Wednesday, May 27, 2015

Parents as Teachers and Examples

From an early age I was taught to train a child how he should live, so that when he’s older he won’t forget it. My wife and I have three kids: 8-year-old twin sons and a 4-year-old daughter.  As they’ve grown up we realized they were like sponges soaking up everything around them.  We had to be constantly aware of what sort of "teaching" we did in front of our kids every day.  It wasn’t a question of IF we would teach our children, but rather WHAT we would teach them.

For example, if we come home from work and crash on the couch, spend an hour on Facebook, or play video games, it’s no surprise that’s what our kids will do.  On the other hand, if we want them to be prosperous and generous, it would take more than just a quick Dad or Mom pep talk or nagging them.  We needed an intentional plan for teaching our kids the lessons they’d need to succeed.

About 2 years ago, we decided it was important to teach our kids to be good managers of time, talents, and money.  We made a list of several jobs that were more advanced than what we normally would expect 6-year-olds to handle such as: making beds, folding laundry, drying dishes, helping collect and take out the trash, and cleaning their own bathroom.  Our daughter helps empty her trashcan and carry laundry downstairs.  It took a while to teach some of these tasks, but after some hilarious "Oopses" that included flushing a scrub sponge down the toilet, I can confidently say our kids know how to work.  

Each task has an amount of pay attached to it that we write on a dry erase board post on the door out to the garage.  As jobs are completed, we check them off.  At the end of the week they have a payday.  They know the rules: You work, you get paid.  You don’t work, no pay.  Just like the real world.  Also, just like we adults expect our jobs to pay us regularly, we try to have payday at the same time each week, and we also give hugs and high-fives for a job well done.

The kids also have several unpaid chores to do just because they are part of the family, and I am amazed at how learning to work helps them complete these other tasks without whining.  The act of working for the family teaches kids that there’s a time to pitch in and just be helpful.

To make sure they learned how to manage money, we set up three containers: a piggy bank for savings, a wallet for spending, and an envelope for giving.  Each week, the kids put money from payday into all three containers.  After the first two months of paydays, we didn’t even have to remind them.  It’s automatic now and no arguing.  One of our boys puts extra into his giving envelope because as he says, “I like to give.” 

Our plan isn’t complicated or 100% original, and it did take some time and patience to implement.  Our unique responsibility is to teach our children to be the people God made them to be.  Wisdom, work ethic and generosity don’t come naturally to anyone, but the great news is we parents are blessed to be the closest, most powerful influence on our kids’ futures.  We just have to step up and seize the opportunity.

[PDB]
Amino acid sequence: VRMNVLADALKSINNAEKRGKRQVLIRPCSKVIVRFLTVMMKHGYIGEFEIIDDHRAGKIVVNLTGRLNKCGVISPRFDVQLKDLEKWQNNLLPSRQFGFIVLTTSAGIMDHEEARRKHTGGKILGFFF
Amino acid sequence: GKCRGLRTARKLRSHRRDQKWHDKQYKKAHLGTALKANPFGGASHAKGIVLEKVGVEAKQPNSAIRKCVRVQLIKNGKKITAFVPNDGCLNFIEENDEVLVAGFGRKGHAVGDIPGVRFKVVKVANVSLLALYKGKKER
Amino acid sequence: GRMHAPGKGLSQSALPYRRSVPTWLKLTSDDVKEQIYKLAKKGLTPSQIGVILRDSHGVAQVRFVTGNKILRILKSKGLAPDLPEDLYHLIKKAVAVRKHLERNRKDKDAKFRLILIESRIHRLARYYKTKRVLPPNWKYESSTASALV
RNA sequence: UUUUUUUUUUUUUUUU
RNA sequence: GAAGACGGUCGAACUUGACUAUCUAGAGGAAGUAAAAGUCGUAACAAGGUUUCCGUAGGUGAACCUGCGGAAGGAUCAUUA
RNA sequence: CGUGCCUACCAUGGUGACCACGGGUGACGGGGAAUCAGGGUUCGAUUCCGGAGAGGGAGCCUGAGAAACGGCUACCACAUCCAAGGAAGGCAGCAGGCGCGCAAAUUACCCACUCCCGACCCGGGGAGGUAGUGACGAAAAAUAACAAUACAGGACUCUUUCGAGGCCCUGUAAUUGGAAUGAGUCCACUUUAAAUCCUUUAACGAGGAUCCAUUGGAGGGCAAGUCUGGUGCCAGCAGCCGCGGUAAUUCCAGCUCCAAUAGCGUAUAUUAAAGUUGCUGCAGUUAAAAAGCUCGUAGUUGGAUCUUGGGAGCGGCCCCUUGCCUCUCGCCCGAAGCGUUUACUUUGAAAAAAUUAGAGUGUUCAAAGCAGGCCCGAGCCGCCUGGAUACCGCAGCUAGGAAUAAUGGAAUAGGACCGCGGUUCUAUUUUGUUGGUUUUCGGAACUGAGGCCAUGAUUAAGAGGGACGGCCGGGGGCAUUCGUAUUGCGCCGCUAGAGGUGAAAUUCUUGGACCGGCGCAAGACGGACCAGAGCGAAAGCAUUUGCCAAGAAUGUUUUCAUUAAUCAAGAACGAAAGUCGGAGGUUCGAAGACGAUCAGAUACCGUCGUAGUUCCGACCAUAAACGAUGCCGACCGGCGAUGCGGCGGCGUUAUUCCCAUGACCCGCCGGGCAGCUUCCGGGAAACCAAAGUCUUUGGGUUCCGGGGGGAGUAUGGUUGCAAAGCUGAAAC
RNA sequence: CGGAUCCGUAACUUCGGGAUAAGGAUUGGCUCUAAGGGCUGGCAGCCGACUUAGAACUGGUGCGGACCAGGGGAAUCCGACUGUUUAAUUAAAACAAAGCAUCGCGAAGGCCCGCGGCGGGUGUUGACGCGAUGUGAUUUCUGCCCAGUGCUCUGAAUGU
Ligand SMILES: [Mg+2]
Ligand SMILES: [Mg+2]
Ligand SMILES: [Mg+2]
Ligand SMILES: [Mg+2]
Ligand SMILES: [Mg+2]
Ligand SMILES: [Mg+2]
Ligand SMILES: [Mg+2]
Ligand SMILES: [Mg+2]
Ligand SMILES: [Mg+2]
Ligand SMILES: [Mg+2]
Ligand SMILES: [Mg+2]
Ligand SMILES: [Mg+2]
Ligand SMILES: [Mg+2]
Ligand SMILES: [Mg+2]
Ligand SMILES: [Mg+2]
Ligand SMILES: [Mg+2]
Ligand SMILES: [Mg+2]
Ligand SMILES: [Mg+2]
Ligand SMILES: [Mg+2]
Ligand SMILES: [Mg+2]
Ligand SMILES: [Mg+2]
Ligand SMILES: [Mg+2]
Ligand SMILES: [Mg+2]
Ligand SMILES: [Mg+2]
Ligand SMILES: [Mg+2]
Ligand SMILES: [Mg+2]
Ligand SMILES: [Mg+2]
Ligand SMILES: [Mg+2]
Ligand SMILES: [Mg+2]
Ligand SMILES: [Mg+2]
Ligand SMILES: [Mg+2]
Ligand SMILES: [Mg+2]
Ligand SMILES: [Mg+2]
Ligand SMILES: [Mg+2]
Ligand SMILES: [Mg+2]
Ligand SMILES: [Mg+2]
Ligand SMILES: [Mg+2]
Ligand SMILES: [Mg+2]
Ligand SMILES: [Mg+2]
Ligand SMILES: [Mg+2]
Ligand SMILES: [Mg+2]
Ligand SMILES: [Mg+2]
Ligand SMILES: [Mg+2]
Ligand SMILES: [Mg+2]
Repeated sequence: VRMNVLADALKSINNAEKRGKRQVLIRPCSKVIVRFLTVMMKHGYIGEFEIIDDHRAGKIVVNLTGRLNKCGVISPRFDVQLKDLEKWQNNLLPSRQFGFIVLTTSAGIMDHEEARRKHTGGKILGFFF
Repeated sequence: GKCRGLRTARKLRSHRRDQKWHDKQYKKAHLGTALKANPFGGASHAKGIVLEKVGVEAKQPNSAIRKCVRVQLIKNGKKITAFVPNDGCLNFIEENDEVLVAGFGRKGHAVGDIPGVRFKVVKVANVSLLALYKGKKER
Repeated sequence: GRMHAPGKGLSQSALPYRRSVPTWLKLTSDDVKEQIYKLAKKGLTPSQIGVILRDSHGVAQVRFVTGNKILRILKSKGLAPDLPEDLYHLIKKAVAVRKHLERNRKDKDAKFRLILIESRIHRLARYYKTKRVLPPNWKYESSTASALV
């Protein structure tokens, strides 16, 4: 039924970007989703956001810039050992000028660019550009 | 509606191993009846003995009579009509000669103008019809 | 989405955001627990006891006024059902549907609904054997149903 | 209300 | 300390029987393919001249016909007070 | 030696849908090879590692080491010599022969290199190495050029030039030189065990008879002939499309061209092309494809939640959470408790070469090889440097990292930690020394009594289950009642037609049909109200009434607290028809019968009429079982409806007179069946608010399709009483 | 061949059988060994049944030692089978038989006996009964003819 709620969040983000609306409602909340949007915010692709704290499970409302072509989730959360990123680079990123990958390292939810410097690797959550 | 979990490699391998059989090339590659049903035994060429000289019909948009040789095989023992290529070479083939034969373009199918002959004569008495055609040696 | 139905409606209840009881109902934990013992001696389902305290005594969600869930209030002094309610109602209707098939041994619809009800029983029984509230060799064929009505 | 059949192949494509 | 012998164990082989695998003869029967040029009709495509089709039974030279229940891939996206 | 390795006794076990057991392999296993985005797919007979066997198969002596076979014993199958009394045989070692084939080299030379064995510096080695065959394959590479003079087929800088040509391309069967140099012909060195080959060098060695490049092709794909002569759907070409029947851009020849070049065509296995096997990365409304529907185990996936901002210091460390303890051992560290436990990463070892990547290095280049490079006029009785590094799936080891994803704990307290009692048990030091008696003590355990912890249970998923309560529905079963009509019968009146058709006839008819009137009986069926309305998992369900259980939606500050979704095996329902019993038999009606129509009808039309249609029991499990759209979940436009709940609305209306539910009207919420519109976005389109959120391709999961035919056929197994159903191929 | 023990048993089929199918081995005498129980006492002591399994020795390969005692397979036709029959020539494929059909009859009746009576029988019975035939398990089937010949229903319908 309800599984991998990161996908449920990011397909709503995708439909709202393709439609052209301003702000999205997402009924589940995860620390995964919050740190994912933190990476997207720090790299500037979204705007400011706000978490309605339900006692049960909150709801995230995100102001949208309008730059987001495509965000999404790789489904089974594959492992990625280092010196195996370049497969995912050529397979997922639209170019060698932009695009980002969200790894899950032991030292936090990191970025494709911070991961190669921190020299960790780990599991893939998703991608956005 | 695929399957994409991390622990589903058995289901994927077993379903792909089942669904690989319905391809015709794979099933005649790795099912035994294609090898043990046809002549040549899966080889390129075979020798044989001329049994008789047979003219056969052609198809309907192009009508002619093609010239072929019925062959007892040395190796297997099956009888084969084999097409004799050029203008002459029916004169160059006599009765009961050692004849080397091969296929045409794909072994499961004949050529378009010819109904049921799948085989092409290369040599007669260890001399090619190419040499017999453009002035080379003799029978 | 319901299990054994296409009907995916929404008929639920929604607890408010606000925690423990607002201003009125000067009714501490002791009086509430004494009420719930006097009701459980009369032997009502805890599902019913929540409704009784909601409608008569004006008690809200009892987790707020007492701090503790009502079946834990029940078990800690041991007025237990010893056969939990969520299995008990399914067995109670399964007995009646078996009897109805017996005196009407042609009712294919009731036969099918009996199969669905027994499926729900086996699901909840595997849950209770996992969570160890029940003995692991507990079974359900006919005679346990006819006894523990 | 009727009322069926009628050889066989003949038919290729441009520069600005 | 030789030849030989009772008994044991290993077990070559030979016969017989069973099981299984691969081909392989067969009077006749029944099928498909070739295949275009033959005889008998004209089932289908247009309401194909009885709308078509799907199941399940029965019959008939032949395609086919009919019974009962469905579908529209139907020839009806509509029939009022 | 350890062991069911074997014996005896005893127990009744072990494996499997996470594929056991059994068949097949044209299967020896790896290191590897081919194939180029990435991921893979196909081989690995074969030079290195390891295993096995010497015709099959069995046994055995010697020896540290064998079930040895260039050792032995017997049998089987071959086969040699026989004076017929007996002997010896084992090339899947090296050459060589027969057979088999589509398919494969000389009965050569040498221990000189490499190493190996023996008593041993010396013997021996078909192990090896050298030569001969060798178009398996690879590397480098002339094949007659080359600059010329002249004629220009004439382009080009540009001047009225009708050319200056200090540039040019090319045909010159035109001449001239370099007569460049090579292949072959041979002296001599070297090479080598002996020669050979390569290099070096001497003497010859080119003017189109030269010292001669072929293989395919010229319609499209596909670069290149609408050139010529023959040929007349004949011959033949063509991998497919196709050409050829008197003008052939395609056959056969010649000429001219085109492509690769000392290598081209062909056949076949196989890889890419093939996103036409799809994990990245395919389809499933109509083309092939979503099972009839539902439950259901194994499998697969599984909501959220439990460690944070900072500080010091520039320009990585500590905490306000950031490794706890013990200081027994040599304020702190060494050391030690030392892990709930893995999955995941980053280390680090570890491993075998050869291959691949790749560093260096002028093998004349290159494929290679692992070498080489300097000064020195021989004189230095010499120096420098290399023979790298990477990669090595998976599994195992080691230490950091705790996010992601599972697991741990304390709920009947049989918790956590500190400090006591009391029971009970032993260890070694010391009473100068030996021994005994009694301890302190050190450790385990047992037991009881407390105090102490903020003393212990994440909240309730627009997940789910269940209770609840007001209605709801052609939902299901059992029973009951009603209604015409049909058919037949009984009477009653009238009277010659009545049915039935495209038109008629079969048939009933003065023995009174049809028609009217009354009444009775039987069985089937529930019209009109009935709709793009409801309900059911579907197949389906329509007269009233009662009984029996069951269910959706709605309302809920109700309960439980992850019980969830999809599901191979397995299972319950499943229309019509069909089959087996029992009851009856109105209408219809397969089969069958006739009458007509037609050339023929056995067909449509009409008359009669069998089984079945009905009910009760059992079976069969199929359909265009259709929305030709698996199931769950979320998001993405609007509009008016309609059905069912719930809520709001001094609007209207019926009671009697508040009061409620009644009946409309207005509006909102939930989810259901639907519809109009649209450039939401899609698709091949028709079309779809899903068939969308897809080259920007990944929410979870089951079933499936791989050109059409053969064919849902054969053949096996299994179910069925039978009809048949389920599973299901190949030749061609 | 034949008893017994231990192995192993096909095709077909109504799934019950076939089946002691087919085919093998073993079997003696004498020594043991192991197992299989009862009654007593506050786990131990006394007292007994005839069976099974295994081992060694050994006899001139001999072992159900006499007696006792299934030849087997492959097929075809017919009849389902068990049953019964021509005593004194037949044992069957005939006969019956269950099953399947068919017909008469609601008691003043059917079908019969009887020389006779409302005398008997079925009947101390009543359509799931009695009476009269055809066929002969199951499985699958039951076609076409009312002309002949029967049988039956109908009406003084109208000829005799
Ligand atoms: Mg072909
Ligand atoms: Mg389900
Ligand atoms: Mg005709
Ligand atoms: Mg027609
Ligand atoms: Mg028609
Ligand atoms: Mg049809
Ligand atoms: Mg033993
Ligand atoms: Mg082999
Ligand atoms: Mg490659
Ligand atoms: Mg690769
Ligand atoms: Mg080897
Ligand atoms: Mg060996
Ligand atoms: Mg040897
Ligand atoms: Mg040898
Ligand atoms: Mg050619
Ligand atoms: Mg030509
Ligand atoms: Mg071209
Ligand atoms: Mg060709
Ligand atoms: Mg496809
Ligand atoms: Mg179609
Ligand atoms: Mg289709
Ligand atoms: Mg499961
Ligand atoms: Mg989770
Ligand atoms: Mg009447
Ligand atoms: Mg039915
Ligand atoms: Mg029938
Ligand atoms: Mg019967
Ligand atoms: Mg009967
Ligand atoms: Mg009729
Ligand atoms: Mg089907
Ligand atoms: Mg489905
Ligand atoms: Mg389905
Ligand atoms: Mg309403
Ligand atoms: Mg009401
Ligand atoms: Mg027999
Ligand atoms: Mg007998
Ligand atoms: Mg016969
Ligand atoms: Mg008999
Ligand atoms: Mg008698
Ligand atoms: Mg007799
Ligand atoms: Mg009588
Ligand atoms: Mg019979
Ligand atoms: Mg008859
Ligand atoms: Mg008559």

Syd Whiting is the father of three -- twin eight-year-olds and a four-year-old daughter. He lives in Springfield, MO with his wife, Gail, and serves in the Army National Guard in addition to his regular job. 

Tuesday, May 19, 2015

Using Spare Change to Teach a Child Life Lessons about Saving

I have endeavored to provide financial lessons for my six-year-old by giving her control over her money. I made the decision several years ago to allow her to keep any loose change around the house. There is one catch, she must keep track of how much money is in her “account," a shiny pink ceramic bear coin bank. Every time she adds the money into her bank, she counts it and adds to the total. I have her simply keep a sheet of paper and mark out the old total after adding the new one.

Next to her coin bank is a list of some of her favorite treats: ICEE, ring pop, ice cream cone, etc. Along with the list of treats is a savings goal. At six, it is funny what a child wants to save money for. My daughter once wanted to save up twenty dollars to get a twenty dollar bill (I just went with the flow on that one). Sometimes she holds some money back for one of her treats.  The important point is that she understands the value of the coins and she can comprehend how that translates into choosing how to spend.

It is amazing how a goal as simple as saving money can motivate even the youngest among us. There is a very small chance that loose coins in my household will not be gobbled up by this savvy six year old saver. Give a young saver the idea of what a quarter is worth in the world of “fun dip and tootsie rolls” and see what you can accomplish for 50 cents.

I strive to make it a learning experience when shopping for toys, treats, clothes, and the things that my daughter can pick out. At other times I may create a spending limit based on a gift card or cash amount which forces her to be conscientious of the trade offs or cost. 

There is a specific way I handle a situation when I know she will see an item she absolutely has to have. Before going inside, I give her some change and let her know she can spend it. I remind her that she can choose to spend it or save it, but it is her decision.

This is how I teach my young girl the value of money. I find that this approach is fun and exciting to her and plants a seed for how to handle money and save wisely. 

Kevin Stokes is the proud father a 6 year old who enjoys fishing and spending time with her grandparents. He is the president of Stokes Financial Strategies, LLC., a financial firm in Springfield MO. For 12 years, Kevin has given financial advise for over 400 client households. For a follow-up comment, Kevin can be reached at